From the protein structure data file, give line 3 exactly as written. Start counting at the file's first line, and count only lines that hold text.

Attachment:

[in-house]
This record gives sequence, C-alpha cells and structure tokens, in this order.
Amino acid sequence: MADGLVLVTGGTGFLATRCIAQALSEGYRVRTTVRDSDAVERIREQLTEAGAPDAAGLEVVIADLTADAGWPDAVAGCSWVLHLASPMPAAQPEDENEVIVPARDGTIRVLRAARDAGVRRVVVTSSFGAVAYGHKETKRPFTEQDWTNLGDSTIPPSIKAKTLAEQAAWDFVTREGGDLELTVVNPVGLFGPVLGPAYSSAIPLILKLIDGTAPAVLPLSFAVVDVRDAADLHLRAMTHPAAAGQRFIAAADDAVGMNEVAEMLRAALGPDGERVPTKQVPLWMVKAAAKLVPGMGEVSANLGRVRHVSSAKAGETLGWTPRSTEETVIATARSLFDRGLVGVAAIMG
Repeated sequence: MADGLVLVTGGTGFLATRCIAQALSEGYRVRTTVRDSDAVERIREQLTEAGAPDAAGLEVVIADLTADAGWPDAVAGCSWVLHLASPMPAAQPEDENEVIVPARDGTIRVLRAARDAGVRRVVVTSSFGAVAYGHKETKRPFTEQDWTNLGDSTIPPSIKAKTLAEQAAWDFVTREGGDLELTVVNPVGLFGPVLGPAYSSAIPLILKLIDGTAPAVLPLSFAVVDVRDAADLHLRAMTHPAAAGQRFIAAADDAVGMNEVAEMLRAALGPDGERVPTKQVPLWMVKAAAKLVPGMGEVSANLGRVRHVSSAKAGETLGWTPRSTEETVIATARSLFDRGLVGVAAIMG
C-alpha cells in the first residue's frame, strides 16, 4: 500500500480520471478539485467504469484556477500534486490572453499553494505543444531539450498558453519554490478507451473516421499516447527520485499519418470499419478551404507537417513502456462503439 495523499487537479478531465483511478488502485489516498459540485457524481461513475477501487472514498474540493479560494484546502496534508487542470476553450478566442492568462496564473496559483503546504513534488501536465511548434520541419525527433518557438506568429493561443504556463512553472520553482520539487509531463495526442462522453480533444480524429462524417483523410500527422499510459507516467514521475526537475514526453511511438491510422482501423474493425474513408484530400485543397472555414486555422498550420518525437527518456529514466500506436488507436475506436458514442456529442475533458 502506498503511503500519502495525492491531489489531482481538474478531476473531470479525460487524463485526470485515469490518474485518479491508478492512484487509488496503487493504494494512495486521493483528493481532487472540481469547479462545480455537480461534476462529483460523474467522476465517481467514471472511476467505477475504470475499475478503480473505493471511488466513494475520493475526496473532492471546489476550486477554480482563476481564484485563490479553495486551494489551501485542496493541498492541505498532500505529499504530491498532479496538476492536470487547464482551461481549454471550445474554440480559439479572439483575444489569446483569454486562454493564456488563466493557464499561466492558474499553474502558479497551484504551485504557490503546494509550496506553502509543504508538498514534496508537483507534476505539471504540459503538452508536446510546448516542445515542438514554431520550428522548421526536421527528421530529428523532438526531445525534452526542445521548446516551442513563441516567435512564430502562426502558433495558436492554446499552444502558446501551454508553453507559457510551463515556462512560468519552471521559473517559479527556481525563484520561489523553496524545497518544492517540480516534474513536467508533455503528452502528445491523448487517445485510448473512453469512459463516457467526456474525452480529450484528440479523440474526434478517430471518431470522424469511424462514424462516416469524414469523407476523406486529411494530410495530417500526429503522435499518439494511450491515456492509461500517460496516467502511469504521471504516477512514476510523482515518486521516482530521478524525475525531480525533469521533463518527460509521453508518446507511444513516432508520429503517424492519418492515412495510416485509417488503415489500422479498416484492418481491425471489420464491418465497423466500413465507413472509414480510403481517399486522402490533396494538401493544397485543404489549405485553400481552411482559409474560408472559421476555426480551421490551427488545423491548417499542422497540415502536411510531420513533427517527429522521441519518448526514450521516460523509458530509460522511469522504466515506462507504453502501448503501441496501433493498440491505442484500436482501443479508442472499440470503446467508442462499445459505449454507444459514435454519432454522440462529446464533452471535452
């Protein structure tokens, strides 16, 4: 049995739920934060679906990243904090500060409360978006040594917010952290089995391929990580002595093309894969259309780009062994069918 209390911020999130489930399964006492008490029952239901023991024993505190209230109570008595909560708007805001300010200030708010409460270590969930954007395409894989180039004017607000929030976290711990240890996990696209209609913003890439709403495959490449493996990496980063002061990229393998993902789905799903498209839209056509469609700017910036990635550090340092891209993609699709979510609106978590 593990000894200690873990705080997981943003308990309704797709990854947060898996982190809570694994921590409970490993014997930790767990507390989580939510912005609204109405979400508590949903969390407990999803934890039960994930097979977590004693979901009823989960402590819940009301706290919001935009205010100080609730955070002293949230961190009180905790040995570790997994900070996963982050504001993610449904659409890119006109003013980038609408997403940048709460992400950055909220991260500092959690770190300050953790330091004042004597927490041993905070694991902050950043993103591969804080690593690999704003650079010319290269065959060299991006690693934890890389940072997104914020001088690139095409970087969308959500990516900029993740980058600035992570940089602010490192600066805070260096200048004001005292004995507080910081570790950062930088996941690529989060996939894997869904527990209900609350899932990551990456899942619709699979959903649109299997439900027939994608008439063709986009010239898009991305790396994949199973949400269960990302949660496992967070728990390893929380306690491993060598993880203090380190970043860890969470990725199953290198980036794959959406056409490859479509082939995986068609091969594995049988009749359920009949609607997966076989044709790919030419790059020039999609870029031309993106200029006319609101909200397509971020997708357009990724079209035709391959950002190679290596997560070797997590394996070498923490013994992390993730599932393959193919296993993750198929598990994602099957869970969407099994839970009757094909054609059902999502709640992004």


Amino acid sequence: MADGLVLVTGGTGFLATRCIAQALSEGYRVRTTVRDSDAVERIREQLTEAGAPDAAGLEVVIADLTADAGWPDAVAGCSWVLHLASPMPAAQPEDENEVIVPARDGTIRVLRAARDAGVRRVVVTSSFGAVAYGHKETKRPFTEQDWTNLGDSTIPPSIKAKTLAEQAAWDFVTREGGDLELTVVNPVGLFGPVLGPAYSSAIPLILKLIDGTAPAVLPLSFAVVDVRDAADLHLRAMTHPAAAGQRFIAAADDAVGMNEVAEMLRAALGPDGERVPTKQVPLWMVKAAAKLVPGMGEVSANLGRVRHVSSAKAGETLGWTPRSTEETVIATARSLFDRGLVGVAAIMG